With over twenty titles produced across three decades and numerous console generations, it’s safe to say that GUST’s Atelier series has been a long-time staple of the Japanese video game scene.
Conversely, it wasn’t until the release of 2019’s Atelier Ryza: Ever Darkness & the Secret Hideout that the series found a significant foothold among Western audiences, as players found themselves highly engaged with the then-newly introduced alchemy-centric gameplay and, unsurprisingly, the optimistic heroism of protagonist Reisalin “Ryza” Stout.
Thankfully, the Atelier Ryza recipe has only improved with time, as Atelier Ryza 2: Lost Legends & the Secret Fairy offers players a sequel that builds upon its predecessor’s successes, rather than simply growing stagnant and uninspired.
Picking up three years after Ryza and her friends saved Kurken Island from a watery grave and pushed back a Philsuchan invasion, Atelier Ryza 2: Lost Legends & the Secret Fairy opens on Ryza travelling to the capital city of Ashra-am Baird following an invitation from her friend Tao Mongarten, himself now a respectable scholar in Roteswasser Kingdom’s most important metropolis.
Upon her arrival, Ryza not only reunites with her friends from the last game, but also learns from Tao of a mysterious set of ruins that litter the countryside outside of Ashra-am Baird. Intrigued at the prospect of a new adventure, and seeking answers to the mystery of the Rainbow Jewel bestowed upon her by prominent Kurken Island politician Moritz Brunnen, Ryza joins Tao and his assistant Patricia in exploring the decrepit remains of civilizations long past, embarking on a journey filled with colossal beasts, architectural exploration, and a fashion-challenged cowboy named Clifford.
This exploration in turn provides the basis for one-half of the game’s core gameplay loop. Upon entering a respective set of ruins Ryza and her friends are presented with a series of challenges, usually involving gathering a certain item or defeating a certain enemy, that when beaten unlock a number of Memory Vestiges, Ruin Crystals, and Ruin Fragments throughout the dungeon.
Once collected, Ryza can then assemble the memories within her journal, flesh out the stories that transpired within a respective ruin and discover further clues related to the history of the Roteswasser Kingdom.
Of course, this dungeon exploration also entails numerous monster encounters, which see Ryza and her friends engaging in a slightly modified version of a traditional turn-based RPG battle system.
While battles typically consist of waiting for your character’s ready meter to fill and then selecting a target and an attack, Atelier Ryza 2 also allows players to both chain together party members’ special attacks and control any of the available party members.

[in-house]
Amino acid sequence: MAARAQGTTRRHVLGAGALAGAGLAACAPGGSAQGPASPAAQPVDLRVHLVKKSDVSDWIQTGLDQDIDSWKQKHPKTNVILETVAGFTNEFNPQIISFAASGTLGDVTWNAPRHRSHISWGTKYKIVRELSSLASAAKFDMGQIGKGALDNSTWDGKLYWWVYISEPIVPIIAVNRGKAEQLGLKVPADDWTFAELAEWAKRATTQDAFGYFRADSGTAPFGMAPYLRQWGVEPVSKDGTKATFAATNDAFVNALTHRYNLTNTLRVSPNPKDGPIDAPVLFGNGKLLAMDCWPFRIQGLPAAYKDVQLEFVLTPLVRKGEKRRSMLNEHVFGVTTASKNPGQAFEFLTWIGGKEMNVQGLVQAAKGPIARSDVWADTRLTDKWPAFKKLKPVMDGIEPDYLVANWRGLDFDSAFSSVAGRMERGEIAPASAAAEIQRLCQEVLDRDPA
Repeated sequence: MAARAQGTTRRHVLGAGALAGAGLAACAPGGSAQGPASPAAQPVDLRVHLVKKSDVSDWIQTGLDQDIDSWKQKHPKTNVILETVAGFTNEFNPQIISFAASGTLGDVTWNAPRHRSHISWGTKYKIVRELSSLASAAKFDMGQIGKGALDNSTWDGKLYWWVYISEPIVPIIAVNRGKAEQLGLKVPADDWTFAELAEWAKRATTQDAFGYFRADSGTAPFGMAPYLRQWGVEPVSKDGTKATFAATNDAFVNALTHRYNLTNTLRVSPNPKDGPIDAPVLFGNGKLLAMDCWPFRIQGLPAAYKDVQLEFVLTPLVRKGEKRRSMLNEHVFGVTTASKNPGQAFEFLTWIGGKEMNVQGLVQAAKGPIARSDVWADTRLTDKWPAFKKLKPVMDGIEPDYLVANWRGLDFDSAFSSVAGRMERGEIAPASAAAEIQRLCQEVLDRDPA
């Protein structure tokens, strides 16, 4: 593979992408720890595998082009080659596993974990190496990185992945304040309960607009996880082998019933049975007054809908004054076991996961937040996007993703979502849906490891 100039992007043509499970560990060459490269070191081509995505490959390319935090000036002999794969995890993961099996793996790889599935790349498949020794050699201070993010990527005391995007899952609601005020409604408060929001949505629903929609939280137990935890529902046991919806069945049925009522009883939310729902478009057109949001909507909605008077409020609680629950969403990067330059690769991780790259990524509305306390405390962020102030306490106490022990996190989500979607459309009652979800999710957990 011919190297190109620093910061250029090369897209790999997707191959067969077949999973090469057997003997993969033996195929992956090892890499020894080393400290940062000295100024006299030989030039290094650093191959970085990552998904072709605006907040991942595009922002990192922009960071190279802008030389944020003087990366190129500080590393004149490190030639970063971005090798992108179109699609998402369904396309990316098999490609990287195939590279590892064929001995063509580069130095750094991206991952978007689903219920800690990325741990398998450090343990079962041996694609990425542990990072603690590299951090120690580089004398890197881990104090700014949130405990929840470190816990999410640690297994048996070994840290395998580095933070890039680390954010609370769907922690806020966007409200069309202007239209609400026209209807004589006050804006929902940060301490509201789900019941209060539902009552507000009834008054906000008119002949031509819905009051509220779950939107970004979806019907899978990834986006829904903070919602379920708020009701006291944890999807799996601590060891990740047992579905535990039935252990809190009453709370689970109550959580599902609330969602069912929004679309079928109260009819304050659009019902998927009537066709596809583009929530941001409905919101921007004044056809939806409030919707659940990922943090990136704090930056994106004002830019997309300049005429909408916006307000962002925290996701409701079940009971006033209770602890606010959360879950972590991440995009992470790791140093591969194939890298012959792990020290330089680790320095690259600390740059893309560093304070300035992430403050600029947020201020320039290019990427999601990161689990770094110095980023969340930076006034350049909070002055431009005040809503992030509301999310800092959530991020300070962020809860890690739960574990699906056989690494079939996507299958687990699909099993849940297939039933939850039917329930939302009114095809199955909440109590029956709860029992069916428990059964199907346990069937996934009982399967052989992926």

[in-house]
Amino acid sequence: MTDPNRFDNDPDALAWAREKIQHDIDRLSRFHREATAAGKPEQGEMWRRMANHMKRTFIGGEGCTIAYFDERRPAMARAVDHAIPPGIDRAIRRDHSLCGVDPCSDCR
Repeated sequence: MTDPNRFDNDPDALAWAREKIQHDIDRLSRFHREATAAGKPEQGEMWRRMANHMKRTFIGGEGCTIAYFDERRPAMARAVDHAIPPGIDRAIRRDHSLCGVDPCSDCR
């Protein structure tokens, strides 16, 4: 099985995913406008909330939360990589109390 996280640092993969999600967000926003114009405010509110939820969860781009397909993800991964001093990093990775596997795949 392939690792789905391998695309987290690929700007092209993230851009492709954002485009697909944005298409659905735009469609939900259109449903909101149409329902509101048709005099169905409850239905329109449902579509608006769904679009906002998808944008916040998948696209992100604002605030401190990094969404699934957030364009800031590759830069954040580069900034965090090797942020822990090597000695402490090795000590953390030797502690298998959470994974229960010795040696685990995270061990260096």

The attack chaining is an interesting gameplay mechanic, one which goes a long way in keeping players engaged throughout the game, as new attacks and party members offer new combinations and strategies that spice up an otherwise simple battle system.
The other half is composed of the series’ signature alchemy, wherein players gather various ingredients from across the kingdom, ranging from plants, to animal parts, to gem stones, and use them in the creation of different, more useful items.
This system is unsurprisingly similar to the first game’s, but boasts a number of new additions that improve its execution, such as materials now replenishing instantly upon returning to an area (rather than after a set period of time) and a (slightly) more intuitive alchemy map.
Admittedly, the learning curve for the game’s alchemy system is steep, as at the game’s opening, players will encounter more tutorials and instructions than they’ll likely be able to remember off the top of their head (which, thank goodness, Atelier Ryza 2 solves by providing an extensive in-game glossary and guide).
Yet, if one can push past this initial wave of information, they’re sure to find themselves obsessed with perfecting each and every recipe, spending hours tinkering with each possible combination of ingredients in order to produce the best available result.
Of course, for those less obsessively inclined as myself, the game thankfully provides a ‘High Quality’ option, which when selected, gives the game permission to automatically select the ‘best’ possible combination of ingredients for a given recipe.
On that note, credit should be given to Atelier Ryza 2’s presentation, namely in its various ‘quality of life’ features. In many Japanese RPGs, it’s not uncommon to find that some of the more repetitive and time-consuming aspects inherent to video games, such as travelling between towns or searching out quest-relative NPCs, remain unchanged from the days of their eight-bit ancestors.